Estimating throughput needs

A request unit is a normalized measure of request processing cost. A single request unit represents the processing capacity required to read (via self link or id) a single 1KB item consisting of 10 unique property values (excluding system properties). A request to create (insert), replace or delete the same item will consume more processing from the service and thereby more request units.

Note

The baseline of 1 request unit for a 1KB item corresponds to a simple GET by self link or id of the item.

For example, here's a table that shows how many request units to provision at three different item sizes (1KB, 4KB, and 64KB) and at two different performance levels (500 reads/second + 100 writes/second and 500 reads/second + 500 writes/second). The data consistency was configured at Session, and the indexing policy was set to None.

Item size

Reads/second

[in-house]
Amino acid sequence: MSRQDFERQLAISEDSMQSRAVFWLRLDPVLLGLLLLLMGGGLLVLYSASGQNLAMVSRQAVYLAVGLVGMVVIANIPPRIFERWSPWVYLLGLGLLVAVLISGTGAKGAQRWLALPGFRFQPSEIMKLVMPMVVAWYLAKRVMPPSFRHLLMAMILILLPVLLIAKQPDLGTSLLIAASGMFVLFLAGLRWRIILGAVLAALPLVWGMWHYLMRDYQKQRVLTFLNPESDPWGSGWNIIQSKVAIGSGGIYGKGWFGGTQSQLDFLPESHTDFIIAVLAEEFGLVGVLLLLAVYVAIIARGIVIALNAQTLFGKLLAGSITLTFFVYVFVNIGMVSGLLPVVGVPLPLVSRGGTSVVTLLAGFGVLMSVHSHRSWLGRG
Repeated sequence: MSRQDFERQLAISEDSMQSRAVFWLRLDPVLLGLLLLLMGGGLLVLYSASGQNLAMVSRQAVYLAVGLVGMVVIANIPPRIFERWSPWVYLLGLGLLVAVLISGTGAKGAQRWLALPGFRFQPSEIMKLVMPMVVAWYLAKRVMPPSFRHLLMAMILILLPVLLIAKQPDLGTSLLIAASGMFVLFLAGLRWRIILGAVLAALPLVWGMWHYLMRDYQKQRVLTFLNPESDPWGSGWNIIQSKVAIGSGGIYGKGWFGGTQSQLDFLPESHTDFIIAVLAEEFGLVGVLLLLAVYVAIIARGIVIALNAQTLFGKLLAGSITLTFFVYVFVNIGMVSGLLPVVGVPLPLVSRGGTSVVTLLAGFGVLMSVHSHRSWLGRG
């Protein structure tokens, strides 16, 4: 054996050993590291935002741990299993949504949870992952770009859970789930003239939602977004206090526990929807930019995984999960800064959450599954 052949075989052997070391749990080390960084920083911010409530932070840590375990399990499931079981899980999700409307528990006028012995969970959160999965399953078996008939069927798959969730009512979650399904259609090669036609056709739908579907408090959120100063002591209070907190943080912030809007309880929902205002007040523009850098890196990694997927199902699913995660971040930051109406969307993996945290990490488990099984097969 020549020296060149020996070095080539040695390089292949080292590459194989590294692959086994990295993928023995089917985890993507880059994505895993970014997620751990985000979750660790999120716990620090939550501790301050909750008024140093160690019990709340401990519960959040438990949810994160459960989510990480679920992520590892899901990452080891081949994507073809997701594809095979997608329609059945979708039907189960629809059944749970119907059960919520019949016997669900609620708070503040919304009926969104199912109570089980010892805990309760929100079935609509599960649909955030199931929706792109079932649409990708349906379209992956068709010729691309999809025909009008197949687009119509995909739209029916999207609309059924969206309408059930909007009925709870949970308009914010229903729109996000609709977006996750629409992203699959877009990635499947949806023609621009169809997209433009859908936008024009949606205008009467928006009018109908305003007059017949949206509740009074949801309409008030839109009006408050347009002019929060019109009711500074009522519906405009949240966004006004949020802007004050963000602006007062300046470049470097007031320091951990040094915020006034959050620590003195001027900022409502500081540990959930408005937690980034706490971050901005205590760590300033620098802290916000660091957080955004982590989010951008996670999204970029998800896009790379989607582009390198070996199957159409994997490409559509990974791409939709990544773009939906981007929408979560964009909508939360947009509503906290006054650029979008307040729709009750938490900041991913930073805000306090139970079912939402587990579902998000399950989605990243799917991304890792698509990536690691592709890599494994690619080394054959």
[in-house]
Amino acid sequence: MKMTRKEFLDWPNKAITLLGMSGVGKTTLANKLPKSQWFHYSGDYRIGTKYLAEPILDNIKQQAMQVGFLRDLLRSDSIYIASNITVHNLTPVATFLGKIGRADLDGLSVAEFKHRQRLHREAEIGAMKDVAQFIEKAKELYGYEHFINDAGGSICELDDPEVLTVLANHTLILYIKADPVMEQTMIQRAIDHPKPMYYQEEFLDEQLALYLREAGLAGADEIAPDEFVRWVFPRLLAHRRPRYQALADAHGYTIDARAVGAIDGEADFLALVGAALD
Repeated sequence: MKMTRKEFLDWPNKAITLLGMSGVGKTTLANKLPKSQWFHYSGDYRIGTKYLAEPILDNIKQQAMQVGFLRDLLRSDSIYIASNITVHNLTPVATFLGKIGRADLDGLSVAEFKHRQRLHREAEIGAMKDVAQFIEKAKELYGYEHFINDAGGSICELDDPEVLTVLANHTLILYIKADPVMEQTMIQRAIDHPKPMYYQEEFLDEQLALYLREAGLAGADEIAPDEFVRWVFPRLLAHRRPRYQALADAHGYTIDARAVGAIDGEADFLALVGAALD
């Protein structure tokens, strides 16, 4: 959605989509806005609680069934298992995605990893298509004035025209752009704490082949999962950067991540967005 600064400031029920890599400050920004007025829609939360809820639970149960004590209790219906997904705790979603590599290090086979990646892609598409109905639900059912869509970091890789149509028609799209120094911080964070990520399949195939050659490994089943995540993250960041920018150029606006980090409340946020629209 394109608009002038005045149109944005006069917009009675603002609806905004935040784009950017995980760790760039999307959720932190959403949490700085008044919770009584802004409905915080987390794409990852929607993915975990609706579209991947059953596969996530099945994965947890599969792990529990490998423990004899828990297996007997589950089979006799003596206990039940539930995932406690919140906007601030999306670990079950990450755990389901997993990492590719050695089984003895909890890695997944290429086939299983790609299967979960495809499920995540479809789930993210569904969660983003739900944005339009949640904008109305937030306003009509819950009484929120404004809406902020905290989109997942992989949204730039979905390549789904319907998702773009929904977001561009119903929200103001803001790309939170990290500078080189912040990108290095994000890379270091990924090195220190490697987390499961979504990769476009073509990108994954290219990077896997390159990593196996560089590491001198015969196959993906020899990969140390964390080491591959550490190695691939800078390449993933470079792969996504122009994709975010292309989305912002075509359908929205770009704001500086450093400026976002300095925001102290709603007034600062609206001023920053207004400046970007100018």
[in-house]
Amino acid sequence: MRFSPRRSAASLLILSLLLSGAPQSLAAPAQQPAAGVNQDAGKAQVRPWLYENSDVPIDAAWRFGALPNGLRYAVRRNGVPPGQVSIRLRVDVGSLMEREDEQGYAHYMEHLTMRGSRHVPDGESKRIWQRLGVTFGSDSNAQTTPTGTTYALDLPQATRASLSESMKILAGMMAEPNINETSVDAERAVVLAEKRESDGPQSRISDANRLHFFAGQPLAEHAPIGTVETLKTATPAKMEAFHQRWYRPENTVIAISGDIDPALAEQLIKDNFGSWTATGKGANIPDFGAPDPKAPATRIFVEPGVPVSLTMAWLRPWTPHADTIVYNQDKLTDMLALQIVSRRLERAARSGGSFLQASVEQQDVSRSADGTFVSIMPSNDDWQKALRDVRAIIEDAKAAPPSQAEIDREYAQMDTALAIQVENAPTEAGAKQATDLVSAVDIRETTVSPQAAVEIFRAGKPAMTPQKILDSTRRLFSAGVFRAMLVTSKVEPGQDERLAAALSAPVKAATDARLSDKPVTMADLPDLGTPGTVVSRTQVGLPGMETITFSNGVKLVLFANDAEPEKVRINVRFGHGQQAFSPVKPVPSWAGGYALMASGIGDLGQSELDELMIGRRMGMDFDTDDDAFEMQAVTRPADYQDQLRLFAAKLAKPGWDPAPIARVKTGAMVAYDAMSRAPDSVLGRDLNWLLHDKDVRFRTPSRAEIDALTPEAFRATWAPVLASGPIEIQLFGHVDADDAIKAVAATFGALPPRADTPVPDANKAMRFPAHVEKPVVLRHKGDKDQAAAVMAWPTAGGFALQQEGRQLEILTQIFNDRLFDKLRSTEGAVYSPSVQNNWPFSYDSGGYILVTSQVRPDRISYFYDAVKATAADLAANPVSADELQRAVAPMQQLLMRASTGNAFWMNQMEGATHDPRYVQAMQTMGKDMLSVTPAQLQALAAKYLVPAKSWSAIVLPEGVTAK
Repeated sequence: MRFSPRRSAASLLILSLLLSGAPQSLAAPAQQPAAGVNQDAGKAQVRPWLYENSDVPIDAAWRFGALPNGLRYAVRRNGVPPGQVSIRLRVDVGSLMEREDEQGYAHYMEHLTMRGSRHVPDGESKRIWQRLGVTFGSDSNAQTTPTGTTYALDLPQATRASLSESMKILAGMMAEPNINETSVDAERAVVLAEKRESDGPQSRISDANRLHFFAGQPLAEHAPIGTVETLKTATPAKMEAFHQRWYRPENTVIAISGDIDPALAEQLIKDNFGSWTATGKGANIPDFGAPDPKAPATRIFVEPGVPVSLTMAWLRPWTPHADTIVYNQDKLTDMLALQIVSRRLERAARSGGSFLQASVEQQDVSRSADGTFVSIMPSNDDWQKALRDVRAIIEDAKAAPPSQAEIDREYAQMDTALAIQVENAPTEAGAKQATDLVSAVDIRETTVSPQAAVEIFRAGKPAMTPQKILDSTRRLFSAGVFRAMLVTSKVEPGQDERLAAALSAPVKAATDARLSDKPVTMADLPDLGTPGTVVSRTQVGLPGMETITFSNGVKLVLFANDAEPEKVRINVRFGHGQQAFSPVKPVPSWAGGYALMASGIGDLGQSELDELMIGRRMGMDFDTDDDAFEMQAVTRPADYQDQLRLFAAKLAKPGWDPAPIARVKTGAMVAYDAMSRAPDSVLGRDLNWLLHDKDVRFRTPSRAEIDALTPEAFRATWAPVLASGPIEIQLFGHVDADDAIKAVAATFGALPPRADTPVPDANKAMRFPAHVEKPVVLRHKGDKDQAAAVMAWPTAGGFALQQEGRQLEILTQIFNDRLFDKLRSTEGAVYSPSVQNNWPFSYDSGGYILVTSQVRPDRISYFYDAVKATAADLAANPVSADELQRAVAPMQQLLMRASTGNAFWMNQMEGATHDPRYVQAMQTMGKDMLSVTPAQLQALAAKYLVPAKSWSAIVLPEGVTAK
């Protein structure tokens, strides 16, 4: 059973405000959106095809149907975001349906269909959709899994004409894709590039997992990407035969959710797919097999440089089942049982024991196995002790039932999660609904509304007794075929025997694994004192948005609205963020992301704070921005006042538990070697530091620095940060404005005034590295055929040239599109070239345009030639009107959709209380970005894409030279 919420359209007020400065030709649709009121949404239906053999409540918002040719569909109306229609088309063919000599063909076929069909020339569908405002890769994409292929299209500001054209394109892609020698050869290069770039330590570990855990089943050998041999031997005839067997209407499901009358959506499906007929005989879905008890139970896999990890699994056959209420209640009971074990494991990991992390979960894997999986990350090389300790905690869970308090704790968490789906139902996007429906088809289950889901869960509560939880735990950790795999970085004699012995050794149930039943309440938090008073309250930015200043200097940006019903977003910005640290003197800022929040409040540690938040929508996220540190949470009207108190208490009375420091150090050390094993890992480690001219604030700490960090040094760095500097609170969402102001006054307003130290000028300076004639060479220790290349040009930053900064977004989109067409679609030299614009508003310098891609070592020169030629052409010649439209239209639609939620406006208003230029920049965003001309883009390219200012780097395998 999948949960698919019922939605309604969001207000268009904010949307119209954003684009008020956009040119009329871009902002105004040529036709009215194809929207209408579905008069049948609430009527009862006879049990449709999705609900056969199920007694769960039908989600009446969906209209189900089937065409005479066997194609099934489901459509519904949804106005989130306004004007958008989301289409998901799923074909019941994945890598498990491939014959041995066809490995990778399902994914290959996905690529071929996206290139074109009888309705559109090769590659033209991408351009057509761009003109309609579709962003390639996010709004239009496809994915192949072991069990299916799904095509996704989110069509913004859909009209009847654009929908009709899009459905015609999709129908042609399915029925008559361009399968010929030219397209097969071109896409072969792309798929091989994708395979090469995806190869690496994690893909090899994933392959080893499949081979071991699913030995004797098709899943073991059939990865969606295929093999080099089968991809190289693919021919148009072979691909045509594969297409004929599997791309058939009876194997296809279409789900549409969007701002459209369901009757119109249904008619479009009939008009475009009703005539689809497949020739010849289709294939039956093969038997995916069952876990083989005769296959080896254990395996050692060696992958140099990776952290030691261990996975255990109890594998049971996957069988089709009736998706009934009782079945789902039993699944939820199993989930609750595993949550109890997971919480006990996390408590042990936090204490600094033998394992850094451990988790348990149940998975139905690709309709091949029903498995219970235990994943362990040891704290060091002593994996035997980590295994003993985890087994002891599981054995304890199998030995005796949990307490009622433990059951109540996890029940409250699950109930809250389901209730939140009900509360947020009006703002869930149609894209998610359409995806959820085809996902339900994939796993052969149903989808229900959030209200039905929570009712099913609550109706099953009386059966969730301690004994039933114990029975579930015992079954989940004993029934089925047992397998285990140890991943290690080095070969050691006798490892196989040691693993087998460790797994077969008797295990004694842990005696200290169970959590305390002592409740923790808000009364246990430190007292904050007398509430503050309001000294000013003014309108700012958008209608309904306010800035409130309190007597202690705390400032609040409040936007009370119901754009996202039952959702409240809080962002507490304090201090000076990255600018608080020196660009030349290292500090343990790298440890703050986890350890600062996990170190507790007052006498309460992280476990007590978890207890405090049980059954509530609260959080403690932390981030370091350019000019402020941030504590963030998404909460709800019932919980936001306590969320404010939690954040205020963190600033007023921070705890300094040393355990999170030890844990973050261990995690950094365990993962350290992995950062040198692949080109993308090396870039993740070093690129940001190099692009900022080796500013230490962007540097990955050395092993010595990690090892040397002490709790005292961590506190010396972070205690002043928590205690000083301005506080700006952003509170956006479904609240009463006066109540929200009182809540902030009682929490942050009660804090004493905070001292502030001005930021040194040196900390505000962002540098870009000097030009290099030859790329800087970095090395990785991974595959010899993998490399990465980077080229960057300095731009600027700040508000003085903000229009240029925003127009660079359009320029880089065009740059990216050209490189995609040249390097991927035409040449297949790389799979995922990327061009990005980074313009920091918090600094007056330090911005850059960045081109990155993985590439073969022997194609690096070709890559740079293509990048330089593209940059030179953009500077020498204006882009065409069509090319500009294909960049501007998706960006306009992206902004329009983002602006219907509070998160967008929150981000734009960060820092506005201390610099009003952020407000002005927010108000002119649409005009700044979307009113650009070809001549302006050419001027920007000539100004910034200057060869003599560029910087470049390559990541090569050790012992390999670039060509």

Writes/second

Request units

1 KB

500

100

(500 * 1) + (100 * 5) = 1,000 RU/s

1 KB

500

500

(500 * 1) + (500 * 5) = 3,000 RU/s

4 KB

500

100

(500 * 1.3) + (100 * 7) = 1,350 RU/s

4 KB

500

500

(500 * 1.3) + (500 * 7) = 4,150 RU/s

64 KB

500

100

(500 * 10) + (100 * 48) = 9,800 RU/s

64 KB

500

500

(500 * 10) + (500 * 48) = 29,000 RU/s

Use the request unit calculator

To help customers fine tune their throughput estimations, there is a web based request unit calculator to help estimate the request unit requirements for typical operations, including:

  • Item creates (writes)
  • Item reads
  • Item deletes
  • Item updates

The tool also includes support for estimating data storage needs based on the sample items you provide.

Using the tool is simple:

  1. Upload one or more representative items.

    Upload items to the request unit calculator

  2. To estimate data storage requirements, enter the total number of items you expect to store.
  3. Enter the number of items create, read, update, and delete operations you require (on a per-second basis). To estimate the request unit charges of item update operations, upload a copy of the sample item from step 1 above that includes typical field updates. For example, if item updates typically modify two properties named lastLogin and userVisits, then simply copy the sample item, update the values for those two properties, and upload the copied item.